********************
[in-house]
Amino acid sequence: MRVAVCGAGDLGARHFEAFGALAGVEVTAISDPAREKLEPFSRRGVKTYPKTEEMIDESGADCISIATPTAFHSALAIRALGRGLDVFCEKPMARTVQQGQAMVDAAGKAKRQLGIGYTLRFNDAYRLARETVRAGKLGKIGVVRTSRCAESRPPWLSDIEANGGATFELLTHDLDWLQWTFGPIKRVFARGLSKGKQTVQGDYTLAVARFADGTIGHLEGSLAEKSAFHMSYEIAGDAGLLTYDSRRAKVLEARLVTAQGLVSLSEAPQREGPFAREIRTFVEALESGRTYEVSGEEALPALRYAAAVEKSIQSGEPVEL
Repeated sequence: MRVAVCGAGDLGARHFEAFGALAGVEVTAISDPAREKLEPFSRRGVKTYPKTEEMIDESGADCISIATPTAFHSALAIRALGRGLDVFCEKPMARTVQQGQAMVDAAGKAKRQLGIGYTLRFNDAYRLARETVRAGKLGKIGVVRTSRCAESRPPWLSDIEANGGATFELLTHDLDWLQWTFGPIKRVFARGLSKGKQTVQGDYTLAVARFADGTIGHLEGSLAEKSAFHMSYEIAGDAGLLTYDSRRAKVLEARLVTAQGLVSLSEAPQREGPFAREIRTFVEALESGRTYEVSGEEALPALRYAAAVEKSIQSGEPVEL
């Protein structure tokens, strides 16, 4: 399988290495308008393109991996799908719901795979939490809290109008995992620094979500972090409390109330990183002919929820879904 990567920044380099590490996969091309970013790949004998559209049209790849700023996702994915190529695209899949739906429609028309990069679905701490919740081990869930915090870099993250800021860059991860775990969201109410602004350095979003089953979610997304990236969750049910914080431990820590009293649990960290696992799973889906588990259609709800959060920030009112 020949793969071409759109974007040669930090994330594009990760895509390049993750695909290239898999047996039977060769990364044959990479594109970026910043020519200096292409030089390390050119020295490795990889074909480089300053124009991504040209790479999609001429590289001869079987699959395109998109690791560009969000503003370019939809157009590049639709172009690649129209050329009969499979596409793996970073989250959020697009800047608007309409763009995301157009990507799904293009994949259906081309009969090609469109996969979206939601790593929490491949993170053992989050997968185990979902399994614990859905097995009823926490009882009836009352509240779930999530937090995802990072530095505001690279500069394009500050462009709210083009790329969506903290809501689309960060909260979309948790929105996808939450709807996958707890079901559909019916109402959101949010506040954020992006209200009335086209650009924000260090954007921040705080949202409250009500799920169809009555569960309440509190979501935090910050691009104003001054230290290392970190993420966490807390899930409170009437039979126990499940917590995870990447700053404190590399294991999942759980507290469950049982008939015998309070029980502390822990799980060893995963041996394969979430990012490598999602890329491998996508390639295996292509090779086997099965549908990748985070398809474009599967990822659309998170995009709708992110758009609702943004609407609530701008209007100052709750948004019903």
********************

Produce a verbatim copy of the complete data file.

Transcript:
[in-house]
Amino acid sequence: MRVAVCGAGDLGARHFEAFGALAGVEVTAISDPAREKLEPFSRRGVKTYPKTEEMIDESGADCISIATPTAFHSALAIRALGRGLDVFCEKPMARTVQQGQAMVDAAGKAKRQLGIGYTLRFNDAYRLARETVRAGKLGKIGVVRTSRCAESRPPWLSDIEANGGATFELLTHDLDWLQWTFGPIKRVFARGLSKGKQTVQGDYTLAVARFADGTIGHLEGSLAEKSAFHMSYEIAGDAGLLTYDSRRAKVLEARLVTAQGLVSLSEAPQREGPFAREIRTFVEALESGRTYEVSGEEALPALRYAAAVEKSIQSGEPVEL
Repeated sequence: MRVAVCGAGDLGARHFEAFGALAGVEVTAISDPAREKLEPFSRRGVKTYPKTEEMIDESGADCISIATPTAFHSALAIRALGRGLDVFCEKPMARTVQQGQAMVDAAGKAKRQLGIGYTLRFNDAYRLARETVRAGKLGKIGVVRTSRCAESRPPWLSDIEANGGATFELLTHDLDWLQWTFGPIKRVFARGLSKGKQTVQGDYTLAVARFADGTIGHLEGSLAEKSAFHMSYEIAGDAGLLTYDSRRAKVLEARLVTAQGLVSLSEAPQREGPFAREIRTFVEALESGRTYEVSGEEALPALRYAAAVEKSIQSGEPVEL
């Protein structure tokens, strides 16, 4: 399988290495308008393109991996799908719901795979939490809290109008995992620094979500972090409390109330990183002919929820879904 990567920044380099590490996969091309970013790949004998559209049209790849700023996702994915190529695209899949739906429609028309990069679905701490919740081990869930915090870099993250800021860059991860775990969201109410602004350095979003089953979610997304990236969750049910914080431990820590009293649990960290696992799973889906588990259609709800959060920030009112 020949793969071409759109974007040669930090994330594009990760895509390049993750695909290239898999047996039977060769990364044959990479594109970026910043020519200096292409030089390390050119020295490795990889074909480089300053124009991504040209790479999609001429590289001869079987699959395109998109690791560009969000503003370019939809157009590049639709172009690649129209050329009969499979596409793996970073989250959020697009800047608007309409763009995301157009990507799904293009994949259906081309009969090609469109996969979206939601790593929490491949993170053992989050997968185990979902399994614990859905097995009823926490009882009836009352509240779930999530937090995802990072530095505001690279500069394009500050462009709210083009790329969506903290809501689309960060909260979309948790929105996808939450709807996958707890079901559909019916109402959101949010506040954020992006209200009335086209650009924000260090954007921040705080949202409250009500799920169809009555569960309440509190979501935090910050691009104003001054230290290392970190993420966490807390899930409170009437039979126990499940917590995870990447700053404190590399294991999942759980507290469950049982008939015998309070029980502390822990799980060893995963041996394969979430990012490598999602890329491998996508390639295996292509090779086997099965549908990748985070398809474009599967990822659309998170995009709708992110758009609702943004609407609530701008209007100052709750948004019903």